Lt. Dan Choi: The Hypocrisy behind Don’t Ask Don’t TellOctober 20, 2009
Meet Lt. Dan Choi, a Korean Southern Baptist who graduated from West Point Military Academy. He is an Iraq war veteran and one of only eight soldiers in his class to major in Arabic. In March, Choi disclosed on the Rachel Maddow Show that he was gay. He was subsequently sent a discharge letter from the Army. This letter indicated that he had “negatively affected the good order and discipline of the New York Army National Guard.”
Choi spoke Monday evening as the keynote for “Coming Out Week” at the George Washington University. He spoke poignantly about his “multiple identities” and about his journey as an advocate for repealing “Don’t Ask Don’t Tell.”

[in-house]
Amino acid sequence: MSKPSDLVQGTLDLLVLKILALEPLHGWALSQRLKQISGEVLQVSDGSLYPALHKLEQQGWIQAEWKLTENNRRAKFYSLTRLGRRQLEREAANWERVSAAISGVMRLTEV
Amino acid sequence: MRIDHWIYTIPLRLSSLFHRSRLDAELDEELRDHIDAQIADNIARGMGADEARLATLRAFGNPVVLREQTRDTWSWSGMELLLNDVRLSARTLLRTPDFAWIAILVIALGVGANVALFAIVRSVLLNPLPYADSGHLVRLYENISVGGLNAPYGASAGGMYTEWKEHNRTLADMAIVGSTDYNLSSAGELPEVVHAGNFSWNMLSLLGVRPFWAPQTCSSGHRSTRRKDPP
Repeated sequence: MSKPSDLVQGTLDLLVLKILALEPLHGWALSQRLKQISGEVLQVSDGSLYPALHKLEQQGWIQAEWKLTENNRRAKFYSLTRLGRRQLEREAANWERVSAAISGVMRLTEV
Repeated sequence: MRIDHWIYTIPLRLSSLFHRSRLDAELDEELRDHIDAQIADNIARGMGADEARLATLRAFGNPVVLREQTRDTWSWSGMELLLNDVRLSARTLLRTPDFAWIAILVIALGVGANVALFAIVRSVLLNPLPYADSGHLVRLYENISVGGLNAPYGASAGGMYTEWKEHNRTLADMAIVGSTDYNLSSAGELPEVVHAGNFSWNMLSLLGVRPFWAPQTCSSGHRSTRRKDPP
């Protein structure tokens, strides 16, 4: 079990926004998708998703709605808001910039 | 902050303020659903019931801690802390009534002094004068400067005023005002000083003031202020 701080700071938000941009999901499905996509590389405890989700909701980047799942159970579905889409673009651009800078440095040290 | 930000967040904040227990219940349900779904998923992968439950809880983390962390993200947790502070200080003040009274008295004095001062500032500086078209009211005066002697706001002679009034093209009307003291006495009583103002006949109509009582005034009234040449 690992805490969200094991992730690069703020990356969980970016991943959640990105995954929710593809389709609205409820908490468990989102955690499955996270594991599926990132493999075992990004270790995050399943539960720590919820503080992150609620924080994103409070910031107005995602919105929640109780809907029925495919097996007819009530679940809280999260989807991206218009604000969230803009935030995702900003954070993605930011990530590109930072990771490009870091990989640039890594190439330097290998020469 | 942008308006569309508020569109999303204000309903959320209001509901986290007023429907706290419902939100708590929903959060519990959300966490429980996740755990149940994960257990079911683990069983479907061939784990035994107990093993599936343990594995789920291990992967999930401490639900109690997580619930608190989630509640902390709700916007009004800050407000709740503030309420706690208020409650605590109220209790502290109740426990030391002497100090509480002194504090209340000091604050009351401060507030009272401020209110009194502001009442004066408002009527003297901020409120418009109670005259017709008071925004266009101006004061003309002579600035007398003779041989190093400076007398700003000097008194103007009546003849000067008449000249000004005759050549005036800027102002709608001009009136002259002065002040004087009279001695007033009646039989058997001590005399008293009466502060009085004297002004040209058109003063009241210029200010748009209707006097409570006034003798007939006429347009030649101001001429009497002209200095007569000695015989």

Choi reflected on the first words he heard upon enrolling at West Point Military Academy: “Cadette will not lie or tolerate lies.” In understanding this code of conduct, he came to realize it had hypocritical undertones; he was obligated to lie about his sexual orientation. Choi served for nearly a decade under “Don’t Ask Don’t Tell.”
Choi emphasized the importance of the government’s effort to “prioritize equality” and that it is not acceptable to have laws that prevent people from being who they are. We began a dialogue on the various communities that are affected by “Don’t Ask Don’t Tell,” specifically the number of women that are impacted by this law. Sexism continues to be an issue even in already unjust policies.
Choi spoke about the need to strip away our differences and come together to fight for a common goal. The time has come to repeal “Don’t Ask Don’t Tell;” there is no longer room for inequalities in the armed forces when their mission is built upon honor, truth, and integrity. In Choi’s words, “Don’t lie, don’t hide, don’t discriminate, don’t weaken the military. That is what we need to be promoting.”